The Journal Gazette
Wednesday, March 16, 2016 5:58 pm

No double running for Pence

Niki Kelly The Journal Gazette

INDIANAPOLIS – A legislative effort to allow Gov. Mike Pence to run for both governor and president in 2016 was short-lived, as Senate President Pro Tem David Long on Tuesday "parked" the bill in Senate Rules Committee to die.

"You need to make up your mind," Long said. "Choose the job you are going to run for."

Under current law, Pence is not allowed to be on the ballot for two offices at once.

Long said when he ran for state Senate that he did not seek re-election to the Fort Wayne City Council because he felt the public had a right to pick who would serve.

"I feel very strongly our laws are just fine the way they are," he said. "Our leaders have chosen for years. If they want to run for an office, it’s a decision they have to make. They’ll have to let somebody else take their place. I think that’s the best system."

Earlier in the day, Pence said he did not know of the bill – filed by Sen. Mike Delph, R-Carmel – until he read a newspaper account.

"It seems like a well-intentioned distraction," Pence said. "It’s not on our agenda. It’s not our focus. I am completely focused on the future of the people of Indiana and this session of the General Assembly. We’ll let decisions about my future wait until the spring."

House Speaker Brian Bosma, R-Indianapolis, said the bill "does not seem to me to be good public policy to give elected officials the opportunity to run for federal and state office at the same time."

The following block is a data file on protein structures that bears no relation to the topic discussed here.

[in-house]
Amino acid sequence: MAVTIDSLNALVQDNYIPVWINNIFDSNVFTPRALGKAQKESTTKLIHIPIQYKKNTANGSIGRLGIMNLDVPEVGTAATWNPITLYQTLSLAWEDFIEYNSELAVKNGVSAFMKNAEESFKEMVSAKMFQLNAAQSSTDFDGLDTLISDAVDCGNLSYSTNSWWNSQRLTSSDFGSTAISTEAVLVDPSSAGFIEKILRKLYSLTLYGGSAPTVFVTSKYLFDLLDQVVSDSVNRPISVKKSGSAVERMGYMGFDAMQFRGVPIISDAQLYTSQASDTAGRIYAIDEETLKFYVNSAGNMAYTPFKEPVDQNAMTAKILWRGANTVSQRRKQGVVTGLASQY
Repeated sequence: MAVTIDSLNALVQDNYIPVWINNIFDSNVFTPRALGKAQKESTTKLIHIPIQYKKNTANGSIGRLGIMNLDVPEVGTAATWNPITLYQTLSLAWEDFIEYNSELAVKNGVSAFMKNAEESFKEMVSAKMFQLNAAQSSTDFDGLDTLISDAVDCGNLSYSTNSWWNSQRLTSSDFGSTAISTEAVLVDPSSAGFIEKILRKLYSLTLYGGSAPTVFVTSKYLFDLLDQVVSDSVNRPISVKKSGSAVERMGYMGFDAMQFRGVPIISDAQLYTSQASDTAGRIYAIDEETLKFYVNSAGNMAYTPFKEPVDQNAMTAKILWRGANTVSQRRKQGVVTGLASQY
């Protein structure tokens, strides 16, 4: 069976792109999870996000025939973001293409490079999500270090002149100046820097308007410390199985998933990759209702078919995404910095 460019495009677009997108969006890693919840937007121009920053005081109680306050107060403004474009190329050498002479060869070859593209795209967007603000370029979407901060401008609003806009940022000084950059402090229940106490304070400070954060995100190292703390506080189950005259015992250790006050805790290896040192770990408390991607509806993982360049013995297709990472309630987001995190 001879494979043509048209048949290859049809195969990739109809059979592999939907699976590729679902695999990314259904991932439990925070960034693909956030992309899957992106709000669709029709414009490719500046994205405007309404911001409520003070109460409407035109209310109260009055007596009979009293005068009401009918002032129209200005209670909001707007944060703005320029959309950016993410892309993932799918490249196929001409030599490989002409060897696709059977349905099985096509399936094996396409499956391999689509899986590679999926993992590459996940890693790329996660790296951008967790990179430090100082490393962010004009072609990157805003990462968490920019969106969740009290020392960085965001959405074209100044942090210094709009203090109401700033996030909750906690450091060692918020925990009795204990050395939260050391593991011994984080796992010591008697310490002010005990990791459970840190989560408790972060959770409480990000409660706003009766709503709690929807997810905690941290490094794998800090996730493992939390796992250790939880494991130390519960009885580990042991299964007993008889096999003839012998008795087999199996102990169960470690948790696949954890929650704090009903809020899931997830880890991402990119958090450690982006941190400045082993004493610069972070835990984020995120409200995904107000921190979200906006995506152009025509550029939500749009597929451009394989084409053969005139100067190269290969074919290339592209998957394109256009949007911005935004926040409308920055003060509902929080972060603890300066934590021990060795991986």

Before Long dispensed with the bill, the Indiana Democratic Party criticized Pence for not denouncing the effort altogether.

"The governor’s half-baked response to questions about whether he supports Sen. Delph’s bill isn’t good enough. He appears willing to let others do his dirty work for him and refuses to get his hands dirty when it comes to his presidential ambitions or running state government," state party Chairman John Zody said.

"We don’t have time for this. He should be transparent with Hoosiers and tell us what his plans are now – and he should outright reject this overreach and get back to the business of governing."

Long said Pence doesn’t owe anyone an immediate decision on whether he will run for president.

"The governor can take his own sweet time," he said, noting former Gov. Mitch Daniels decided later than this time of year that he wouldn’t run.

"I think Gov. Pence deserves the same ability to do that without getting pressured. It’s just people trying to make a political issue out of it. I get that," Long said. "But in reality, what he’s doing is the right thing. He’s taking his time to assess whether it’s the right decision for him and for the state."

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